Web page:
Sayings such as "Have a nice day" or "Keep smiling" often go unnoticed or unappreciated in our busy lives. But Samantha Bremmer, an eighth-grade student at , is using the messages to bring positive energy back into the classroom.
While most of her friends were enjoying a much-needed winter break from classes, Samantha - with fellow eighth-grader Ashley Sobczak helping her in the end complete the project - spent her time personally writing 820 messages on Post-it Notes to put on students' lockers.
Samantha, who attached the notes to lockers throughout the school earlier this month, said the idea came after she watched numerous videos focused on anti-bullying.
"I just thought of it out of the blue after watching videos of so many people saying mean things to others," she explained. "Some people need encouragement to get through the day, and I thought it would be nice to leave a positive comment for everyone."
Samantha said she has not been a victim of bullying but that she has seen it firsthand among friends and classmates.
"Usually, my friends come to me when something is bothering them," she said. "It hurts me to see other people being mean. I feel real bad when I hear other students making mean comments."
Samantha's mother, Linda Bremmer, said she was "flabbergasted" when she heard about the project.
"I am so proud of her," Bremmer said. "Samantha is always sticking up for other people. She always intervenes and takes it upon herself to help someone else.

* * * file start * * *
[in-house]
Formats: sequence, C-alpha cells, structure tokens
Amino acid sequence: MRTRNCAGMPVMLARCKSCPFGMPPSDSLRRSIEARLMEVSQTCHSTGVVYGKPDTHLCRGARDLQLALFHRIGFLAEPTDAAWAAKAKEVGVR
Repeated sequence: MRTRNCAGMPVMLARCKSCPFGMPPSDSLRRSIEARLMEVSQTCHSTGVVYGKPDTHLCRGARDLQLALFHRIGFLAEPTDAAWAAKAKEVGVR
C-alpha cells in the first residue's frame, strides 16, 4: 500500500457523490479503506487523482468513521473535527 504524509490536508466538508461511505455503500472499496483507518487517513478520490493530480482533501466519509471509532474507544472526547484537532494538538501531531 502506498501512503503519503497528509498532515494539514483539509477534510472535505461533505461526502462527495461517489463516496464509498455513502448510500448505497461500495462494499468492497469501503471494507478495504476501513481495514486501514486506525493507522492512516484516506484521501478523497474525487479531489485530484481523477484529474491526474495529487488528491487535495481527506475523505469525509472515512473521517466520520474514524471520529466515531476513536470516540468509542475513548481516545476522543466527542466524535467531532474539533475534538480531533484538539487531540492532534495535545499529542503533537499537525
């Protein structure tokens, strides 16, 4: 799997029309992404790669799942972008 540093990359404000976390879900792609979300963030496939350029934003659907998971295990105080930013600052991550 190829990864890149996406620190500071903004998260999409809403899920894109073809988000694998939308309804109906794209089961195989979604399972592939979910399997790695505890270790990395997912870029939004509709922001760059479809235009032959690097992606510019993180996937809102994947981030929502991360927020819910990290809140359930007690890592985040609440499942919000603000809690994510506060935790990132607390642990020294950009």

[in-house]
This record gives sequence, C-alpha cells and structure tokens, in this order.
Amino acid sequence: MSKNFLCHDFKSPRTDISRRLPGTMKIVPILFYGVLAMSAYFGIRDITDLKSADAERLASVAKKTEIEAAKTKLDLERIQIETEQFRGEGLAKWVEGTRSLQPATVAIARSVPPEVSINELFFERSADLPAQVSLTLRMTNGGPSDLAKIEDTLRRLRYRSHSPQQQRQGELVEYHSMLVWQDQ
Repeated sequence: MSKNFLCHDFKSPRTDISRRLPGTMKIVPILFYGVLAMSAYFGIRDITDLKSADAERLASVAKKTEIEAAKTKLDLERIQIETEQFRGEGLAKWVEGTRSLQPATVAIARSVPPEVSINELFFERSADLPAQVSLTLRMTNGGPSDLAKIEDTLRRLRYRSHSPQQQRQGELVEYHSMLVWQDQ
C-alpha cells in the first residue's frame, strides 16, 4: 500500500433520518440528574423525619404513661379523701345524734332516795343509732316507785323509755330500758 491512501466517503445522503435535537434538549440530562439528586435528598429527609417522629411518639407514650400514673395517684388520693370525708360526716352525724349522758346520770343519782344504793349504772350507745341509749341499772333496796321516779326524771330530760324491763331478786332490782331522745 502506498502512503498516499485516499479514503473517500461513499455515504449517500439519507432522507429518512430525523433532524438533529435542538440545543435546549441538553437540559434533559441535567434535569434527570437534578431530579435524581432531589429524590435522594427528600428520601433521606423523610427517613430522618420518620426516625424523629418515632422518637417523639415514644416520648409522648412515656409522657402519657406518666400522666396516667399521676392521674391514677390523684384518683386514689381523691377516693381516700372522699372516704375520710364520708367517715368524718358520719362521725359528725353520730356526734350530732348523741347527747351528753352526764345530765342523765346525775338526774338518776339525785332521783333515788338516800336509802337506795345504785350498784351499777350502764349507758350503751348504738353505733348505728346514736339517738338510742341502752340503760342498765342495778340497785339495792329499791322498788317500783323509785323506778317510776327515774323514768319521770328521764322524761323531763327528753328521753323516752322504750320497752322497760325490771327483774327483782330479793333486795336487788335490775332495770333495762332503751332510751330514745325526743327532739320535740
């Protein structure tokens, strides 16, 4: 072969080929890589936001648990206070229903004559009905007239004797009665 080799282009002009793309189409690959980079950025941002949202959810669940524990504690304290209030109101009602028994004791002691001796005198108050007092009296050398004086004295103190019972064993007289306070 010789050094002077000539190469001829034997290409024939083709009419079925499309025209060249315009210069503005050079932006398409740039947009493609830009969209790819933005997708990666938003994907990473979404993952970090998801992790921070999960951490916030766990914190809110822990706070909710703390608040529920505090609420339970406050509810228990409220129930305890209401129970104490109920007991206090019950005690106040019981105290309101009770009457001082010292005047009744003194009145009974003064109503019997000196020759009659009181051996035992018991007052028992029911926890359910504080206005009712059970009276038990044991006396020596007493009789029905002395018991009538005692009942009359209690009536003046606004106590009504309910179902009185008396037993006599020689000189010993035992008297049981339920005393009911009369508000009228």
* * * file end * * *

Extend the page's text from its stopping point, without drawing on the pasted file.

"You never know what happens in kids' lives outside of school, so if this makes them happy for a day or a minute, it's worth it."
Mill Creek teacher Val Berryman said it's nice to see students encouraging each other at the school.
"What a nice way to start the new year," Berryman wrote in an email to Samantha. "We could all use a little positive encouragement."
Teacher Juliane Snider agreed.
"What a kind and community-building gesture. And I must wonder, what would happen to any of us if we would take the time and effort to write 800 nice thoughts?" Snider said. "I'm sure Samantha won't regret this. In fact, she might find this the start to a life of making a difference."
Samantha and Ashley acknowledged that transitioning from elementary school to middle school is often complicated and can open students up to bullying.
"Middle school is about trying to fit in and learning how to find your group of friends," Ashley said. "That can lead to drama. A lot of times, kids are trying to figure out who they are in middle school."
Samantha said she is looking forward to the remainder of the school year and hopes her project will remind students about the importance of respecting others.
"Our message is clear: Have a good day, don't let people judge you, and don't let others hurt you," she said.
For her efforts, Samantha was selected as one of the Huffington Post's "Greatest People." Samantha will be featured on the website alongside other individuals across the United States who have been recognized in their communities.